To accessorise her look, Obama wore Jimmy Choo heels and jewellery by Loree Rodkin.
Laura Lane Welch Bush, 2001
Texas-native Laura Bush threw her weight behind home-state designer Michael Faircloth for her first Inaugural Ball. Faircloth crafted a stunning scarlet crystal-embroidered Chantilly lace and silk georgette gown for Bush, which she accessorised with a ruby-red clutch by Judith Leiber.
“Mrs. Bush wears what feels comfortable, what she feels good in, and what’s appropriate,” said Bush’s spokeswoman Ashleigh Adams in 2001.
Hillary Diane Rodham Clinton, 1993
When it came to finding a gown for the 1993 ball, the future Secretary of State employed the services of Barbara Baber, a boutique owner in Arkansas, her husband’s home state and where he had been governor, to help her decide. The duo chose an amethyst-coloured lace gown by Sarah Phillips. Of the choice, Baber said: "It doesn't take a whole lot to make her look good. Fashion victim she's not."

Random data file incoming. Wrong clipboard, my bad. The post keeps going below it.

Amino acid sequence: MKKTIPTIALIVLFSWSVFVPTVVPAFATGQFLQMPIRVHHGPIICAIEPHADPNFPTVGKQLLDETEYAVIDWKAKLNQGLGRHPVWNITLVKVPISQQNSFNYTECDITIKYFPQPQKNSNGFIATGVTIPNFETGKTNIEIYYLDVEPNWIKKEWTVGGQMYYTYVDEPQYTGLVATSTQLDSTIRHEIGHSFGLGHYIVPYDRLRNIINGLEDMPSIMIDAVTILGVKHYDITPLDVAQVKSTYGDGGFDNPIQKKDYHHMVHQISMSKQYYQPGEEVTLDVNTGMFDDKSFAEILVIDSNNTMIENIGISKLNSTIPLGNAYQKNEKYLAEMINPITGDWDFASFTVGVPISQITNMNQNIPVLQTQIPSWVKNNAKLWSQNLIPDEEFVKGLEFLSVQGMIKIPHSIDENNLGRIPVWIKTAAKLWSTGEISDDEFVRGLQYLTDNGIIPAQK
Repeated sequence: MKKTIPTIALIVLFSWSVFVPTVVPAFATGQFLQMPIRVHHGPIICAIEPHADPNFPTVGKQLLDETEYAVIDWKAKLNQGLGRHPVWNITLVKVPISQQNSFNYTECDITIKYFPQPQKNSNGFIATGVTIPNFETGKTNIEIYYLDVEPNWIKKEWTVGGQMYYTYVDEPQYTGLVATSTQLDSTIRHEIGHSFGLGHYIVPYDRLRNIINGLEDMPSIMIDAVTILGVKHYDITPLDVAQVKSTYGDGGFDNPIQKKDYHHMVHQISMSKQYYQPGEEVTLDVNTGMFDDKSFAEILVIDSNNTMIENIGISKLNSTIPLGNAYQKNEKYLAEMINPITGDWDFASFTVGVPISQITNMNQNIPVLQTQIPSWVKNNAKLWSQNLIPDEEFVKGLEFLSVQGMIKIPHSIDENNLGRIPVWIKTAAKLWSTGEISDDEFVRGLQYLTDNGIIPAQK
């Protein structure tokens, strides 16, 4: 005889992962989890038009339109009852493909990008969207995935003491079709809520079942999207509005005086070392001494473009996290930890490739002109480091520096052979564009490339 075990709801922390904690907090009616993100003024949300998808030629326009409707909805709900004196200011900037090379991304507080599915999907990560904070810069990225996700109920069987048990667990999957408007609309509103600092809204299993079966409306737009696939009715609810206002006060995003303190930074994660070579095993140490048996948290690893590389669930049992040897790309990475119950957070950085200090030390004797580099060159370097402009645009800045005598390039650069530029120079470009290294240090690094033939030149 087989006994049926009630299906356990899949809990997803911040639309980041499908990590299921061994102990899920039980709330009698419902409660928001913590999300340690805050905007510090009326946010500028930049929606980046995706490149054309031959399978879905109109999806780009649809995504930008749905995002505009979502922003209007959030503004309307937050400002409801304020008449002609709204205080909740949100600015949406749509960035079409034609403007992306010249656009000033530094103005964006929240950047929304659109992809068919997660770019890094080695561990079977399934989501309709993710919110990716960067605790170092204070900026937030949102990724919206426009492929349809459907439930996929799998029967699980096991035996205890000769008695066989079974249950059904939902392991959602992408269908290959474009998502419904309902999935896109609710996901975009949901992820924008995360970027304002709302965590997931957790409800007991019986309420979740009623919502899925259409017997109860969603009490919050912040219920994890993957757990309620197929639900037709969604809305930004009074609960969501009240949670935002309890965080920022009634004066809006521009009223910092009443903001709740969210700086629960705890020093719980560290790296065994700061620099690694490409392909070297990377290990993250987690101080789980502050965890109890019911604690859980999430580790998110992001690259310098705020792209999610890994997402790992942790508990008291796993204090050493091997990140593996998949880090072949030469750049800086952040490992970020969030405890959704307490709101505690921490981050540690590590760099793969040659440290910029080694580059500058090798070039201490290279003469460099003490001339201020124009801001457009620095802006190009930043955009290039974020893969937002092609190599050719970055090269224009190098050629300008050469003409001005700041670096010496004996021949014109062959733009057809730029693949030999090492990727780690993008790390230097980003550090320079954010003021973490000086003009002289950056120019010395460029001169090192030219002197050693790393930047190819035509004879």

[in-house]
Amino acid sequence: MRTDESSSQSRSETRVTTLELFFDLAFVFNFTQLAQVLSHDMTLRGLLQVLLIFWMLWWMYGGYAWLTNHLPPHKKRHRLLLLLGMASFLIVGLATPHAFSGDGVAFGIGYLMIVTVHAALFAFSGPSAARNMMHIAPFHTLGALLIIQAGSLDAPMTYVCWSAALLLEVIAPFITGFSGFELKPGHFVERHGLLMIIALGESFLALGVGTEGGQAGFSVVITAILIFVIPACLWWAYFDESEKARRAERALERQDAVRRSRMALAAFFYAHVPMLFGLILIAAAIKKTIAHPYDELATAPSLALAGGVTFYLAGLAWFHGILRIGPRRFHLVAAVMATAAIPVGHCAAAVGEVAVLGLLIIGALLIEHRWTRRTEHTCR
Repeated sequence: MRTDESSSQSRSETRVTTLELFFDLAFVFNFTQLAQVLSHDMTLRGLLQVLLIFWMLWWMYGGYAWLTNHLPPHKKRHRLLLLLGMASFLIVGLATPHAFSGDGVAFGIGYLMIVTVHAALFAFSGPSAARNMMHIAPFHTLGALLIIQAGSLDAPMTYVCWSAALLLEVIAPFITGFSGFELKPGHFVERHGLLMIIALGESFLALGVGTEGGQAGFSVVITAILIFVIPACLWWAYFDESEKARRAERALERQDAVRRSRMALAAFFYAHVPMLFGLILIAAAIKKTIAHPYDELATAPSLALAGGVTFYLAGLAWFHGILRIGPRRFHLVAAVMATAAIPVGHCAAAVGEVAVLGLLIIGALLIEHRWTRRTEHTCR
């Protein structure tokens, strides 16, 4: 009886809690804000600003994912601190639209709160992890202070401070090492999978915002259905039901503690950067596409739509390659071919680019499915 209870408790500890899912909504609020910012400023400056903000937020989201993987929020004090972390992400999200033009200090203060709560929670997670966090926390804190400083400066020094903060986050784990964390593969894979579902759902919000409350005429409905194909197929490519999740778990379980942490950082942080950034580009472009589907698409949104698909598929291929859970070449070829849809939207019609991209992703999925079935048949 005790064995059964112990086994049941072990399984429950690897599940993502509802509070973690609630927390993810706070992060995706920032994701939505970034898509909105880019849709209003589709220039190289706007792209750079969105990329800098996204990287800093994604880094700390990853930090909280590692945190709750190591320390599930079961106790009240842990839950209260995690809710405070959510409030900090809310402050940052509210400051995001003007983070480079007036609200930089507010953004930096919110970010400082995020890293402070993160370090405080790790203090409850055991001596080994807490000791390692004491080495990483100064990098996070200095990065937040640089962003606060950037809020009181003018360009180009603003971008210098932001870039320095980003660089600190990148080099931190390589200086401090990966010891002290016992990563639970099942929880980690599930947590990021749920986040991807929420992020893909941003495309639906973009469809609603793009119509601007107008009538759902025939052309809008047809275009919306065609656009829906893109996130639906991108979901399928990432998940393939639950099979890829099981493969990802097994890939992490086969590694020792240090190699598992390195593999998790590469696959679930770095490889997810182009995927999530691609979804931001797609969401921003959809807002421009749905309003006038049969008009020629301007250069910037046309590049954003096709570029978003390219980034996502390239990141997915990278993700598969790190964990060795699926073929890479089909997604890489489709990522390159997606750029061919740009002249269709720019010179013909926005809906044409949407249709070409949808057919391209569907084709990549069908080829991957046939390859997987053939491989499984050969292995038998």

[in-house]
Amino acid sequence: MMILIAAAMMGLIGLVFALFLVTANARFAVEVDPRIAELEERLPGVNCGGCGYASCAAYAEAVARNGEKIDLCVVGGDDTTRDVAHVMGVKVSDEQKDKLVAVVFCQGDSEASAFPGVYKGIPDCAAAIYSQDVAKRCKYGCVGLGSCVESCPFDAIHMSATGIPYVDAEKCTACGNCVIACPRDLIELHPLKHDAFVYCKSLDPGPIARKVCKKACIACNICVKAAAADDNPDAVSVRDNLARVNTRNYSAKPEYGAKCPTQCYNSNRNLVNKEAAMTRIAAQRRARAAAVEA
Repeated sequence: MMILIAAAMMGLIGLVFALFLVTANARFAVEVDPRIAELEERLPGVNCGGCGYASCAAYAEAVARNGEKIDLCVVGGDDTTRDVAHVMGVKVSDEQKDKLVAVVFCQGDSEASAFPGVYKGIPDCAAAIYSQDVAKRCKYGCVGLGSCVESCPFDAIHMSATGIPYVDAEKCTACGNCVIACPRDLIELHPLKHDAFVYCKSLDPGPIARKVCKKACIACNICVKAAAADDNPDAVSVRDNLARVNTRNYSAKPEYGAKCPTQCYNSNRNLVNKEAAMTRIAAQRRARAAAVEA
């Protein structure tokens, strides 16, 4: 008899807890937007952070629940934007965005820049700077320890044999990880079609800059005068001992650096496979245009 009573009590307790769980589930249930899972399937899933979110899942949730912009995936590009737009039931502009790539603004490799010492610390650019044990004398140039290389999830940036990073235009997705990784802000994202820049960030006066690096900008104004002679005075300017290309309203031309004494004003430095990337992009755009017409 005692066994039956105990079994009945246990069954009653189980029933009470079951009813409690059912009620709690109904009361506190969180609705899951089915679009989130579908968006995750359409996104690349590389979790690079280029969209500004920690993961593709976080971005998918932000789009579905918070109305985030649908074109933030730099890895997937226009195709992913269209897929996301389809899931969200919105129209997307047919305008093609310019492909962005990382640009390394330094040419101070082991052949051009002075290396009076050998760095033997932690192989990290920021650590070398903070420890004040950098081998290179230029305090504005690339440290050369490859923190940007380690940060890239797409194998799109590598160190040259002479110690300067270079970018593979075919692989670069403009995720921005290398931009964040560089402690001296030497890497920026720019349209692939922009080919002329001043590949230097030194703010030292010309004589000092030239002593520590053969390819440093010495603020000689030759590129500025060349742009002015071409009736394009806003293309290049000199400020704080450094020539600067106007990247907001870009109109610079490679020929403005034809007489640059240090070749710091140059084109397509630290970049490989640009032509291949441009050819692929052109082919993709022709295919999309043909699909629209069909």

For her second Inaugural Ball in 1998, Clinton opted for a pared-back gold embroidered Oscar de la Renta gown, accompanied by a matching cape.
Nancy Davis Reagan, 1981
Nancy Reagan, who made it her mission to throw her weight behind American designers during her tenure, endorsed James Galanos for both of her husband’s Inauguration Balls. For her debut in 1981, she sported a dashing one-shouldered white beaded silk satin gown by the homegrown designer, which featured lace embellishments and matching opera gloves.
On her feet, she wore beaded white shoes by David Evins and an ivory bag by Judith Leiber. In 1985, her gown was a considerably bolder white chiffon number which was embellished with Austrian and Czechoslovakian glass beads that took more than 300 hours to hand-apply.
Eleanor Rosalynn Smith Carter, 1977
In the midst of a recession, Rosalynn Carter made the economical decision to recycle the dress she’d worn for her husband’s 1971 inauguration as governor of Georgia: a floating blue and gold chiffon sleeveless off-the-rack gown, which was designed by Mary Matise for Jimmae. She accessorised with a simple gold bag by After Five.